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Tech markets thriving, NYC hits bottom, and Zillow gets sued... again

If you haven’t bought or sold a home lately ⏰, you might not believe 🤯 what’s going on. Realtor Missy Farrell said she’s seeing 👀 "multiple offers, lots of showings on homes, high deposits, over-asking prices and sight-unseen 🙈 offers." She recently helped Alana McCall sell her home in Wake Forest. McCall says after just two days on the market, "We had 20 offers.” Beyond getting multiple offers in a matter of a day or two, the trend catching many by surprise is the way many buyers are hoping to standout: they’re offering large due diligence payments 💰.

Every New York 🗽 real estate buyer wants to ”wait a little longer and buy at the bottom 📉 of the market.” Agents hear this refrain 🎼 over and over again during every downturn ⤵️. And, of course, who doesn’t want to buy at the bottom of the market 🤷‍♂️? That said, the bottom of the market tends to elude us. Usually buyers AND agents only see it in the rear view mirror 🪞. And that certainly pertains today 📅 , as we see the market firming up throughout all price ranges, and deal volume at levels we haven’t experienced for five years.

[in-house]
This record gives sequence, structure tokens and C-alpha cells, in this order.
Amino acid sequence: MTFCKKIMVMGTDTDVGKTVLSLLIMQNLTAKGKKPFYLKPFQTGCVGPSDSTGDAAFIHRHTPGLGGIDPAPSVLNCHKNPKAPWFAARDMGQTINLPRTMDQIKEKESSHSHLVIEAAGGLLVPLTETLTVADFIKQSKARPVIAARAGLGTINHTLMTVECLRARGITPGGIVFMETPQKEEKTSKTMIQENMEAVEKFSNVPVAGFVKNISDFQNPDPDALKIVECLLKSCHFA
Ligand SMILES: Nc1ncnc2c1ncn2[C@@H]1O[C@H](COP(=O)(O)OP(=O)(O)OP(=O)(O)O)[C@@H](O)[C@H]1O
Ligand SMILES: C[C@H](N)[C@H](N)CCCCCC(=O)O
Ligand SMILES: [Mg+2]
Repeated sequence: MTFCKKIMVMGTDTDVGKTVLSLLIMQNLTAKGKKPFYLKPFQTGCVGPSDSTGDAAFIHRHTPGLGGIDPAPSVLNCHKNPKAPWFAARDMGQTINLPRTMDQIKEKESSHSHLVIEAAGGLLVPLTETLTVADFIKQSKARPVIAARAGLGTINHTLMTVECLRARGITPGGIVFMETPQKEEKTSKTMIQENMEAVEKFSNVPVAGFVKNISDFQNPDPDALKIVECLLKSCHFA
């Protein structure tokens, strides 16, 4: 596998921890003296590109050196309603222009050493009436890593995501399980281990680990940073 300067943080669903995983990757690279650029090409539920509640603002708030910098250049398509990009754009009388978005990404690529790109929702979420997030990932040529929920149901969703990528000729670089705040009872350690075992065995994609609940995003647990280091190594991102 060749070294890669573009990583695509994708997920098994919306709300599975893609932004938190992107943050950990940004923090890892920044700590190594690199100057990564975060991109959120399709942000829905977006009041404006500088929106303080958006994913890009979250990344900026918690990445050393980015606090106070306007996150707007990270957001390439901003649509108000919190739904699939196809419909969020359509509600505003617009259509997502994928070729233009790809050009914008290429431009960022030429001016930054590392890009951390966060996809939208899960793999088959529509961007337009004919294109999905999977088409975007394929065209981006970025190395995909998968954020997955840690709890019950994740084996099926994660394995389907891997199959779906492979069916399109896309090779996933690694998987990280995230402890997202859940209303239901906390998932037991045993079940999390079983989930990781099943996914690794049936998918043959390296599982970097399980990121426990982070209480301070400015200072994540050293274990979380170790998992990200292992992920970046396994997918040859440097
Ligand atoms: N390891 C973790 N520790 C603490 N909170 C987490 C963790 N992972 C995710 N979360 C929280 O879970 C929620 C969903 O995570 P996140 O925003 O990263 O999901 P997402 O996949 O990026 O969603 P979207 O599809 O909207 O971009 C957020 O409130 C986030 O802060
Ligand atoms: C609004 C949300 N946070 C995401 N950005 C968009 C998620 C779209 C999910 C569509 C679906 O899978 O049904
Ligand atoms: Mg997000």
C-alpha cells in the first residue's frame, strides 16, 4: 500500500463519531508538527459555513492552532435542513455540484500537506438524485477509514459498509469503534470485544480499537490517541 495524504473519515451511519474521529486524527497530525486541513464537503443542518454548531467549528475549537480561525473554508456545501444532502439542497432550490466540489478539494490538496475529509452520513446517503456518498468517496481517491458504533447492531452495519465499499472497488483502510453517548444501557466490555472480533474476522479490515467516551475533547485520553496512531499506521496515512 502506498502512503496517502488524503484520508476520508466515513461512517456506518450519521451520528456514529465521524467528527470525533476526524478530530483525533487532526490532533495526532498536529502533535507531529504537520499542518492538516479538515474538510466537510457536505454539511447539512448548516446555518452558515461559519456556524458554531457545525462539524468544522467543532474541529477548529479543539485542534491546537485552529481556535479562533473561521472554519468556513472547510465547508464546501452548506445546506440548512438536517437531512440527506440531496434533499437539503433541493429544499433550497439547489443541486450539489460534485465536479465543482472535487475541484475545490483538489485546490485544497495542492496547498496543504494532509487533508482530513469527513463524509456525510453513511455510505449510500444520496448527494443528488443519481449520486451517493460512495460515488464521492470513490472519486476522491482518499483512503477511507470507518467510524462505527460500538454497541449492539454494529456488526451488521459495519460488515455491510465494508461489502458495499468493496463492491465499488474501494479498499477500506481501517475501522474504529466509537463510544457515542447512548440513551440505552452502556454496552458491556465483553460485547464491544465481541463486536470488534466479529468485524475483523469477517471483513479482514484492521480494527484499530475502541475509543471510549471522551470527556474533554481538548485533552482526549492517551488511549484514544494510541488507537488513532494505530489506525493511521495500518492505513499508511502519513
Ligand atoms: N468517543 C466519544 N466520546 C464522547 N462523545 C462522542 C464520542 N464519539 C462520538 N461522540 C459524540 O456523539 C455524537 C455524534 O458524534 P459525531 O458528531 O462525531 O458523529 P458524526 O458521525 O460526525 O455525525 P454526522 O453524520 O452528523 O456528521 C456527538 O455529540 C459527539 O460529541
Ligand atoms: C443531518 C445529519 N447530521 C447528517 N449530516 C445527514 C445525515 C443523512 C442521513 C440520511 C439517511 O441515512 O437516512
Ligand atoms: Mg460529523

The coronavirus pandemic has been tough on a lot of cities 🏙, but even during a major health ⛑ crisis and recession, some parts of the country 🇺🇸 have thrived. Milken Institute, a Santa Monica, California-based nonprofit 🎗 that focuses on issues related to human 👨‍👩‍👧‍👦, financial 💵 and social capital, recently published its Best-Performing Cities 2021 report 📑 that detailed the nation's top growth 📈 nexuses with Provo-Orem, Utah 🧗‍♂️, ranking as the top-performing large metro area with a population over 100,000.

Zillow Group, the real estate 🏡 media company that owns online 🧑‍💻 marketplaces including Zillow and Trulia, is facing an antitrust lawsuit 👩‍⚖️ alleging that its sites and the National Association of Realtors are making it harder 😩 for potential home buyers 🛍 to view 👀 listings with lower fees 🧾 from other competitors.



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